Observation Status Costly for Hospitals
In a related invited commentary, Robert Wachter, MD, likened the assignment of patients to observation status to a passage from Lewis Carroll's Alice in Wonderland, because Medicare's original observation policy has "morphed into madness."
"But I don't want to go among mad people," Alice remarked.
"Oh, you can't help that," said the Cat:
We're all mad here. I'm mad. You're mad."
"How do you know I'm mad?" said Alice.
"You must be," said the Cat,
"Or you wouldn't have come here."
"If one was charged with coming up with a policy whose purpose was to confuse and enrage physicians and nearly everyone else, one could hardly have done better than observation status," he wrote.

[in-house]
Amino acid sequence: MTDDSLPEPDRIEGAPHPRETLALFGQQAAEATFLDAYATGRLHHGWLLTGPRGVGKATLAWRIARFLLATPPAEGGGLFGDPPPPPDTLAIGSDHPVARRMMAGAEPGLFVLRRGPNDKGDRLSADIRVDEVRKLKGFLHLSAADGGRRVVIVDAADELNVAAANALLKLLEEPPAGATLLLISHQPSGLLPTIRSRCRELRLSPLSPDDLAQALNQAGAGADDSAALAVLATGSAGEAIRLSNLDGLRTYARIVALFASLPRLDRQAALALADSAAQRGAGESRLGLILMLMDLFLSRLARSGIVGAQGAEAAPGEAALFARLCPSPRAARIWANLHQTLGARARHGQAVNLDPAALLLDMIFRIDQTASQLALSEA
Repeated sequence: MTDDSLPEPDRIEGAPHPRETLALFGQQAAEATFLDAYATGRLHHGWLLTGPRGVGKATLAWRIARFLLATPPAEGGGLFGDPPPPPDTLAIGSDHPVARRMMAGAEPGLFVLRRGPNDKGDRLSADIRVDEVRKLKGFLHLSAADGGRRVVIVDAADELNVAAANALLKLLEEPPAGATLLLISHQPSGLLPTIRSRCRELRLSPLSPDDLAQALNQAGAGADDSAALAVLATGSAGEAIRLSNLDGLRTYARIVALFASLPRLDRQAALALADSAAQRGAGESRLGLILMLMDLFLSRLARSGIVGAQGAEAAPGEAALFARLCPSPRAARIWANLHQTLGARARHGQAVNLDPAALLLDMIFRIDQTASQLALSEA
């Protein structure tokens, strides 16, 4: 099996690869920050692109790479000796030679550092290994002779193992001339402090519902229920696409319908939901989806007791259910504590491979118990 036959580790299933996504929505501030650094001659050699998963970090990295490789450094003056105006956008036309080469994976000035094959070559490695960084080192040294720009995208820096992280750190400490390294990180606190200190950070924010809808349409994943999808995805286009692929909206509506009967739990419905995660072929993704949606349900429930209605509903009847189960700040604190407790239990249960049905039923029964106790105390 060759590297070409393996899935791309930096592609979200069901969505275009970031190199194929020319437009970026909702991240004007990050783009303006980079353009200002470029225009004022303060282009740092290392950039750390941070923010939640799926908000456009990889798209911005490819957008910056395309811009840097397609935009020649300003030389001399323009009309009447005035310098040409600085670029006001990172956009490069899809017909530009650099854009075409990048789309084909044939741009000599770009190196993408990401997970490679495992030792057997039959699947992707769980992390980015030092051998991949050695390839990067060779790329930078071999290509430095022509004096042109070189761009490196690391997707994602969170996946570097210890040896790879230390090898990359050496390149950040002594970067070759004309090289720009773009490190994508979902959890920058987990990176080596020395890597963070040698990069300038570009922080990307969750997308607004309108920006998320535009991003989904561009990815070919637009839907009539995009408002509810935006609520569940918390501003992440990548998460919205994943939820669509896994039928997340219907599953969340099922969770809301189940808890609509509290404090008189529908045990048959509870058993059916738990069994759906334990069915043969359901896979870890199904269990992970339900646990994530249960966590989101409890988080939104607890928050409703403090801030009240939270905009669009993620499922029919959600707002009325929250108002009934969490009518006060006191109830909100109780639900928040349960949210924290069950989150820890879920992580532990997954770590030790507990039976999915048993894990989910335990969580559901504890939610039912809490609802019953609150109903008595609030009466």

With Medicare's proposed rule "improves on the status quo and should provide much needed clarity.""However," he wrote, "CMS could further improve the situation by requiring hospitals to inform patients of their status—observation or inpatient—as soon as it is determined, given the potential financial impact."
The agency also should be more flexible in allowing hospitals to retroactively change patients' status when more information becomes available, rather than taking the physician's initial orders to determine to what status the patient should be assigned.
Cheryl Clark is senior quality editor and California correspondent for HealthLeaders Media. She is a member of the Association of Health Care Journalists.
- CEO Exchange: Preparing for Population Health
- Advocate, NorthShore Deal Would Create 16-Hospital System
- Better HCAHPS Scores Protect Revenue
- Narrow Networks Cut Costs, Not Quality, Economists Say
- 3 Strategies for Retaining Millennial Employees
- Power of price: In South FL and the nation, healthcare costs often are shrouded in secrecy
- Hospital mergers may lead to higher prices
- 'Early Offer' Malpractice Programs May Spur Reform
- EHR Systems 'Immature, Costly,' AMA Says